FREE SHIPPING in U.S. with $35 order!
FREE SHIPPING in U.S. with $35 order!
Cart 0
Exbats, the - E is 4 Exbats - New LP
New LP

Exbats, the - E is 4 Exbats - New LP

Regular price $ 25.00 $ 0.00

This is a Burger Records release, and if you don't want to own a Burger Records release, that is completely understandable, but we felt that the Exbats deserve to have their records shared.  Please speak up if you feel that Green Noise is wrong with this decision. 


In the beginning...everything the Exbats do is full of spit and wonder, and these early recordings (2016-2018) have a wonderful charm all their own, slightly more stripped down and youthful, basement powerpop and under the tree in the backyard, garage bubblegum punk rock cruising along, slowing down to tell you a secret. - winch

"Hi! This record is a collection (re-issue) of (y)our favorite songs from our first two tapes. This is the first time any of our work is being released on vinyl. Each track has been remastered and the first one "Are We Dead Yet" was rerecorded especially for this collection. These songs were recorded between 2016-18 at Midtown Island Studios in Tucson, with Matt Rendon (Resonars). Cheers!"

released January 25, 2019

Inez McLain / vocals, drums
Kenny McLain / vocals, guitars
Matt Rendon / bass

Mastering / Patrick Haight
Cover Photo / Christopher Riggs



Arizona father/daughter garage-punk outfit The Exbats drop a needle straight into the vein of what made the world fall in love with rock & roll in the first place. Their new LP Kicks, Hits and Fits (out March 6 on Burger Records) is a witchy, punk-rock sock hop of a record that navigates teen angst, falling in love, breakups and figuring out where in the hell you fit into society, especially when you’re not yet old enough to get into the club where your band is playing. The Exbats’ always clever formula—fusing 20-year-old daughter Inez McLain’s ’60s surf drumming and punk doo-wop vocals with her dad Kenny McLain’s Beach Boys-meets-X guitar licks—has found them making fans out of (and sharing bills with) bands like the Dead Milkmen, Mike Watt, SadGirl, NO WIN, AJJ, Tacocat, El Vez, Death Valley Girls, Skating Polly, Starcrawler and more.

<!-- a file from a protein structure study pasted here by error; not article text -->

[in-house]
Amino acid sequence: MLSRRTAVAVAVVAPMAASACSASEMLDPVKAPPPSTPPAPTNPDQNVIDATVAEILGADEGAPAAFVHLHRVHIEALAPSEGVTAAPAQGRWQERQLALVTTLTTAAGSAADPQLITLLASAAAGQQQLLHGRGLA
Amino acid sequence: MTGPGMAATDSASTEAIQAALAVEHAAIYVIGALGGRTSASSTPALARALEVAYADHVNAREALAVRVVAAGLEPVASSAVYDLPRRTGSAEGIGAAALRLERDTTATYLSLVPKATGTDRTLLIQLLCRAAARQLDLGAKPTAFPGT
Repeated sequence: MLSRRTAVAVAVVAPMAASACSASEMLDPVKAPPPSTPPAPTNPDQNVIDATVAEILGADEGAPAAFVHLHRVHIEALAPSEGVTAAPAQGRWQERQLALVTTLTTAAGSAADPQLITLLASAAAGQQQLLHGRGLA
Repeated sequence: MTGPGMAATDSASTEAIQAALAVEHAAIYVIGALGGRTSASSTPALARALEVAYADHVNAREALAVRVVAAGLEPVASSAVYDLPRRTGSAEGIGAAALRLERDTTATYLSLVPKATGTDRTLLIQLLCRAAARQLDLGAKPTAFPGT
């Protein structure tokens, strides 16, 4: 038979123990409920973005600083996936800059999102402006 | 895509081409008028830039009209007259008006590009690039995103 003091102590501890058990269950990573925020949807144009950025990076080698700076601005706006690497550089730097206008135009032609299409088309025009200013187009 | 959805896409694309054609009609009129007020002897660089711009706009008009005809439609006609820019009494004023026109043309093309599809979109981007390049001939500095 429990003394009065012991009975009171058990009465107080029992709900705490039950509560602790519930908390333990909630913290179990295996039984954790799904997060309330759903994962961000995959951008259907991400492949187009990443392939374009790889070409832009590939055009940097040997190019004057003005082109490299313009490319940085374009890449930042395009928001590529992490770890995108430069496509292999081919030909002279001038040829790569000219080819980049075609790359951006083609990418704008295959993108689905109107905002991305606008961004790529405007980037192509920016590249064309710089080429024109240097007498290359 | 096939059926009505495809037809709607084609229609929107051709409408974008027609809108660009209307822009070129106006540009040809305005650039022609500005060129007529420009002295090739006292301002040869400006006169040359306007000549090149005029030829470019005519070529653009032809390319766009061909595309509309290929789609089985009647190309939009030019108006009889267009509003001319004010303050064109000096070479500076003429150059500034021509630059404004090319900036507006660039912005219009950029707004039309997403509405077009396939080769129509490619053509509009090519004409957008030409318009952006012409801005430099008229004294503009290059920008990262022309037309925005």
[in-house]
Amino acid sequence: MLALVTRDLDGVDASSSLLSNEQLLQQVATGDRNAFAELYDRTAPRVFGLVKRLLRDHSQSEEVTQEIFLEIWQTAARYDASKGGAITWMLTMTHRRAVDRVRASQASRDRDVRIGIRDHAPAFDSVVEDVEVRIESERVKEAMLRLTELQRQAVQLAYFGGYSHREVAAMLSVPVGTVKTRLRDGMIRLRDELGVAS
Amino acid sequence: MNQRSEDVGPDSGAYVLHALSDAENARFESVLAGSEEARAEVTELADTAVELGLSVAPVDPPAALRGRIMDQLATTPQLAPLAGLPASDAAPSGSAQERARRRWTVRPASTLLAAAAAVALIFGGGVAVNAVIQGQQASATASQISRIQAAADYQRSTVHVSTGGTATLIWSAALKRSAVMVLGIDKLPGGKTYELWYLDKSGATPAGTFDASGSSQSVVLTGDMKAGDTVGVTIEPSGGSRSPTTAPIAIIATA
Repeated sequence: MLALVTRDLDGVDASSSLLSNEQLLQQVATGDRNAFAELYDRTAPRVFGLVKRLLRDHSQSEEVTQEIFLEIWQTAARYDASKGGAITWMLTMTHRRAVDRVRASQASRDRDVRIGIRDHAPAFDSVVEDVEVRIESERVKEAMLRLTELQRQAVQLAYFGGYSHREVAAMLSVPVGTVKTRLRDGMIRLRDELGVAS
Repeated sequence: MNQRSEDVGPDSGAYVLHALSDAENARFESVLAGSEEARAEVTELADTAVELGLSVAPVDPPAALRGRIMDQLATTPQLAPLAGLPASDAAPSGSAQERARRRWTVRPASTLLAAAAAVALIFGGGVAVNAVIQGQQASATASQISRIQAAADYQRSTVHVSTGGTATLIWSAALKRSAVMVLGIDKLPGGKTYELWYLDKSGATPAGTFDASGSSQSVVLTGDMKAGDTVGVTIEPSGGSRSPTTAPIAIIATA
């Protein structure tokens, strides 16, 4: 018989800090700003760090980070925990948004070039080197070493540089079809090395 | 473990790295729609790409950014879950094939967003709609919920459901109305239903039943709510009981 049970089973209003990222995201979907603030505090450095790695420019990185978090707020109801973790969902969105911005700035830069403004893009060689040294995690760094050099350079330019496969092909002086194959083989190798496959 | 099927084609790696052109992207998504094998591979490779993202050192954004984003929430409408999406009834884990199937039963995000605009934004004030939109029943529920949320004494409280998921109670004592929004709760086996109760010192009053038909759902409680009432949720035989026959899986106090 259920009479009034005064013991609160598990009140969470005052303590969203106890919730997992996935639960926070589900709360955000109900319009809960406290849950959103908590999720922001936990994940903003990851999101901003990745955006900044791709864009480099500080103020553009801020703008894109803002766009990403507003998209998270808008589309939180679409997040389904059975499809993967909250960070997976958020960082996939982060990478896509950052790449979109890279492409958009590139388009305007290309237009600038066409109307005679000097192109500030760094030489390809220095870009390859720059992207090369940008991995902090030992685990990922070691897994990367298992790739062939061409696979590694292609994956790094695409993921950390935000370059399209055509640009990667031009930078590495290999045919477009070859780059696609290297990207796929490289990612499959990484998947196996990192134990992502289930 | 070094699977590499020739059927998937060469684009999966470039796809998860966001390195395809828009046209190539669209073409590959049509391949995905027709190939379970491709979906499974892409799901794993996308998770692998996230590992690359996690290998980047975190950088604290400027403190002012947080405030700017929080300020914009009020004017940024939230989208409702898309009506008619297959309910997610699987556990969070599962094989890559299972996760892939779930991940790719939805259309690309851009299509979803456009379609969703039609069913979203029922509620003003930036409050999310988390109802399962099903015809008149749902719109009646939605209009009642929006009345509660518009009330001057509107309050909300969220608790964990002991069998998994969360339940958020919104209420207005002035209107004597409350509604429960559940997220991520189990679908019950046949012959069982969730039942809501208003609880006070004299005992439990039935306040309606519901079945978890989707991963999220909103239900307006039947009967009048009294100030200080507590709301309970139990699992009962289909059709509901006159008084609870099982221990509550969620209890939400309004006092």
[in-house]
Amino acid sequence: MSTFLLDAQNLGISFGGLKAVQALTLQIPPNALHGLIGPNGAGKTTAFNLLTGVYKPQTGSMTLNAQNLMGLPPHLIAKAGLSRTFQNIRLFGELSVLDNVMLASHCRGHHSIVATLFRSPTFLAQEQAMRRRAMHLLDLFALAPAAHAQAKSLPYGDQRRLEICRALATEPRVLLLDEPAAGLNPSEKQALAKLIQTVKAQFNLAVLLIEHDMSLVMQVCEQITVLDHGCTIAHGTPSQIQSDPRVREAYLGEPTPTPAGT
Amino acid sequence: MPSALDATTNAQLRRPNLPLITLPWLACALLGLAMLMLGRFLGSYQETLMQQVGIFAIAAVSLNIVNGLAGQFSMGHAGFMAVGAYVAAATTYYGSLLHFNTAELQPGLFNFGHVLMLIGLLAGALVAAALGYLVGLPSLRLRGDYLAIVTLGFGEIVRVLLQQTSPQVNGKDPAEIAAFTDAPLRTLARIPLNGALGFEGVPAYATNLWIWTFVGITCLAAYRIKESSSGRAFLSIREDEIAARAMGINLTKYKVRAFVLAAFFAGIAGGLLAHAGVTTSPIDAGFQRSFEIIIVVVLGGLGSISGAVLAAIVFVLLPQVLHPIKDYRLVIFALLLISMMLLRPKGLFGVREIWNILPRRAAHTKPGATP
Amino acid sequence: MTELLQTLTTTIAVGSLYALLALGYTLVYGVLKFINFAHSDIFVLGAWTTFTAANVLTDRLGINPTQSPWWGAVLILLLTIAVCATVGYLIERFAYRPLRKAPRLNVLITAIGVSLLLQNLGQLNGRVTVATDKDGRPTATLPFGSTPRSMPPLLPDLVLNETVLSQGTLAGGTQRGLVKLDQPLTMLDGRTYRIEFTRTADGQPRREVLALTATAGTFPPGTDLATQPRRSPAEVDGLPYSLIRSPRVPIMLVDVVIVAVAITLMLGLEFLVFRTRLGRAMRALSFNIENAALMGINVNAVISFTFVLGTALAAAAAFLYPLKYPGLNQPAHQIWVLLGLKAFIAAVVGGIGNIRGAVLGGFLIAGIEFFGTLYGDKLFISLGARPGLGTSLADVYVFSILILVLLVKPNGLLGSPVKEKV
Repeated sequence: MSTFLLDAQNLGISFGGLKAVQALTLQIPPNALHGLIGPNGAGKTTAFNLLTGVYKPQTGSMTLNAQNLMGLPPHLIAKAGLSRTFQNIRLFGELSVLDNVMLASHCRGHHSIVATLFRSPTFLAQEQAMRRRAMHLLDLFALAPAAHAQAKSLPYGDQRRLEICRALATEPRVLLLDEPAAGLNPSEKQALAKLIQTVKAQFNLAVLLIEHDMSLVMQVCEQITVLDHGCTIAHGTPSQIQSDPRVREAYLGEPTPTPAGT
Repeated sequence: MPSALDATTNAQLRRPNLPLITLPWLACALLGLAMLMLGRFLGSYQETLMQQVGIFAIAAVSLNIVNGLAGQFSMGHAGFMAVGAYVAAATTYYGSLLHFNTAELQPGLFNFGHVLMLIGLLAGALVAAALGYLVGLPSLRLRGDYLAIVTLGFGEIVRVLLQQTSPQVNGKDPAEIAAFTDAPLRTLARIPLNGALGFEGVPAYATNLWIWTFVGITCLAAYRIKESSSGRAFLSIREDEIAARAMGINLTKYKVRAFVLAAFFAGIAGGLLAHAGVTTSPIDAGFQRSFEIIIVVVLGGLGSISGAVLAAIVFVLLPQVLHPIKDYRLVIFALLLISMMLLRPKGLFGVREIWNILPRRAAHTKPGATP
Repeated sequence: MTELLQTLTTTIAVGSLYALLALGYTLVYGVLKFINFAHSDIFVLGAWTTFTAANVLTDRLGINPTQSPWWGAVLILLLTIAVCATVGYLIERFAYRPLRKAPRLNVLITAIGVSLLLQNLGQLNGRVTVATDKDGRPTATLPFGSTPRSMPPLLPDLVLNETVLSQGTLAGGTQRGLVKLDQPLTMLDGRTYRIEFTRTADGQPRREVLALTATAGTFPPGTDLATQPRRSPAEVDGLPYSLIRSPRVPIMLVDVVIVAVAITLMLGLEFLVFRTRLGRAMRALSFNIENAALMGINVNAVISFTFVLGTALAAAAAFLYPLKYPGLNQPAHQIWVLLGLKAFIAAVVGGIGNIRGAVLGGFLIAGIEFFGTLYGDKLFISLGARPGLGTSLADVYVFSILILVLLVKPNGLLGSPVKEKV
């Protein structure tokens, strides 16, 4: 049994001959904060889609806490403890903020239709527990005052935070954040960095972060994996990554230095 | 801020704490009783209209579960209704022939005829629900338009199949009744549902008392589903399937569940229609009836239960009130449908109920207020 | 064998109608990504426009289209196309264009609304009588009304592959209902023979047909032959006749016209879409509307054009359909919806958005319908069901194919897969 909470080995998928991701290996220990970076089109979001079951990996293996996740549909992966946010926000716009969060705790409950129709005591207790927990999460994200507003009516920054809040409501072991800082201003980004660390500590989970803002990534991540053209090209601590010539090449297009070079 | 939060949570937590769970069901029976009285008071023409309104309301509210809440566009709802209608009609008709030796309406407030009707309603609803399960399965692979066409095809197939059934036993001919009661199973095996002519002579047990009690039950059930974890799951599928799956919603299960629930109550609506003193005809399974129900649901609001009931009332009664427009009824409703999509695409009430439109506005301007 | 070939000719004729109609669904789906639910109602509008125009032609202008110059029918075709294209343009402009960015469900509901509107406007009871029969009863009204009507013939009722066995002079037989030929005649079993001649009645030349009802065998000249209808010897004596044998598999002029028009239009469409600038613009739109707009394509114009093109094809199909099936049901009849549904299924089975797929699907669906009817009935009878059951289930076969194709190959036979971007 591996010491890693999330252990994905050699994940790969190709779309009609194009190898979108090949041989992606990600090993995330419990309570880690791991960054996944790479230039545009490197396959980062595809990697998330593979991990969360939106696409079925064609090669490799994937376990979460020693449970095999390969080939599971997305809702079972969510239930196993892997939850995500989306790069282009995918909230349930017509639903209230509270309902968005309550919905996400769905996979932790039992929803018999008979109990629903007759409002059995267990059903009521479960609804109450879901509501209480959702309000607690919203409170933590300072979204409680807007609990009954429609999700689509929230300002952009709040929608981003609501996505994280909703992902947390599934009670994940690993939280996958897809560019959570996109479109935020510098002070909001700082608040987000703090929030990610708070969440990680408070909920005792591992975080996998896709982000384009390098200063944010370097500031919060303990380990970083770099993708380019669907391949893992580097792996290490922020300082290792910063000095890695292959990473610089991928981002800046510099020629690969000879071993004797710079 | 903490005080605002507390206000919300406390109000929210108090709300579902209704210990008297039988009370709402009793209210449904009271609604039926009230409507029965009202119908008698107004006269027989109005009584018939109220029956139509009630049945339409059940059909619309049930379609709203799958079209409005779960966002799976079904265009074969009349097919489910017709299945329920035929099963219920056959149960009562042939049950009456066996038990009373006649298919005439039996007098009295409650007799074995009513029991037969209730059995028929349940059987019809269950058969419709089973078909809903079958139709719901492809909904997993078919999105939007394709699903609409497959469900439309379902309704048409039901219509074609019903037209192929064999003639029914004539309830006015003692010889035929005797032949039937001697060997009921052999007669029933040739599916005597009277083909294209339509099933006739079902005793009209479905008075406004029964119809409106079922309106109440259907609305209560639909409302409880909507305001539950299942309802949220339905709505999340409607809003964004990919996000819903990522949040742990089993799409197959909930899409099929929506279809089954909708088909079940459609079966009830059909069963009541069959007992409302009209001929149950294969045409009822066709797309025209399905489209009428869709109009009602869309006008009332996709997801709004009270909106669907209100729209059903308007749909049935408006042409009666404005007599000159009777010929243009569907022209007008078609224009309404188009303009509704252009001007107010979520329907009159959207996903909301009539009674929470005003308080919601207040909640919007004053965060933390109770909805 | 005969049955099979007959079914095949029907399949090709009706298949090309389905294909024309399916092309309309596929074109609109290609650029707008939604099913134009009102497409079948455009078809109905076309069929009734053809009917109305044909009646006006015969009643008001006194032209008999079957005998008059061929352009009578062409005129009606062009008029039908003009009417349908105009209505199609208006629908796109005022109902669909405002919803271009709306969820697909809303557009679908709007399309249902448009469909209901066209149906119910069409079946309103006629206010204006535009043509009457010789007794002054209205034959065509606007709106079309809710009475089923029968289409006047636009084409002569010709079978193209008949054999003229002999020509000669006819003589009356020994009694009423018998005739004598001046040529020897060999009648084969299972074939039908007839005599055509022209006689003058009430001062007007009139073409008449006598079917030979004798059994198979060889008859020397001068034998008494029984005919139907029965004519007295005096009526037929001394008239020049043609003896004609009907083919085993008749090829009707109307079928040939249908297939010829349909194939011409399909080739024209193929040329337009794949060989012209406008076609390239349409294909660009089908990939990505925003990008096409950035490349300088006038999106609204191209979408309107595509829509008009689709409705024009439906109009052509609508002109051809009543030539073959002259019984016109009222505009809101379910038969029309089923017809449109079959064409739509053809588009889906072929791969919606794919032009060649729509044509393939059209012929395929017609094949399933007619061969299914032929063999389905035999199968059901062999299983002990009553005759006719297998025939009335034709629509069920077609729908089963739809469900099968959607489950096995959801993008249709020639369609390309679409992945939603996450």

The Exbats have been rocking together for a decade now—ever since Inez got her first drum kit at 10 years old. They played their first show when she was just 12. And for the next six years they wrote scores of songs and played out wherever they could. Eventually, they left their home in Portland and moved to a remote corner of the Navajo Nation in Pinon, Ariz. At a low point, thinking about calling it quits, they played an amazing show in Prague, rebounded and decided to push the band even harder.

These days, The Exbats live in Bisbee, Ariz., a small border town affectionately referred to by locals as “Mayberry on acid.” It’s an old pioneer copper settlement marred by a massive open pit mine that can still be seen from downtown—an anti-corporate haven that was overrun by New York hippies in the 1970s. 

“I can’t stand crybabies,” Inez says. “If you’re sitting around crying because you’re lonely then you’ll probably stay lonely.”

“We love punk stuff like FIDLAR and Death Valley Girls.’ Inez says, “And I love a good pop song from different bands like Pulp, Flight of the Conchords, and 12-year-old Inez would tell you that nobody writes a better song than Harry Styles, but mostly we’re a Monkees family.”

“We try to bring it back to a time when people focused on writing hit songs.” Kenny says. “We want to unite the world around rock & roll!”

“The Exbats have managed to distill all that’s vibrant in the history of pop music into 2- to 3-minute anthems that recall everything poppy from The Archies to its ’70s punk heirs The Ramones.” – Under the Radar

“[They] play tunes with simple pop melodies, no-frills first-wave punk arrangements, and a cheerful sense of humor that finds room for observations on pop culture, troubles with relationships, and even family matters.” – AllMusic

“The band flips between ripping punk rock and neo-garage rock. “2027” could have been stolen from a Weirdoes or Avengers single with its charging, burning riff. Meanwhile, “Girls like these” is borne from ‘60s radio rock and could equally have been a 1910 Fruitgum Co single or an Animals tracks. For the most part, the tunes are sparse, catchy, and to the point. Both early punk and early garage rock thrived off hooks and the band unabashedly aims to make a thumb snapper of a record. And they succeed.” – Punknews

“They may be a family act but they don’t hold anything back… fast and fuzzed-out… feisty with a strong thrust of hardcore riffs and heavy drum beats.” – BTRtoday


"We write great, short-ish catchy songs about you, and us, and life and stuff. (Hopefully, you're here because you like that sort of thing). Do people still like hit songs? Like TOTP style hits? These are hits. We are Inez, Kenny and Bobby. We record with Matt. We live in Bisbee, AZ and we play shows all over the SW USA. Never dull, ever."

More from this collection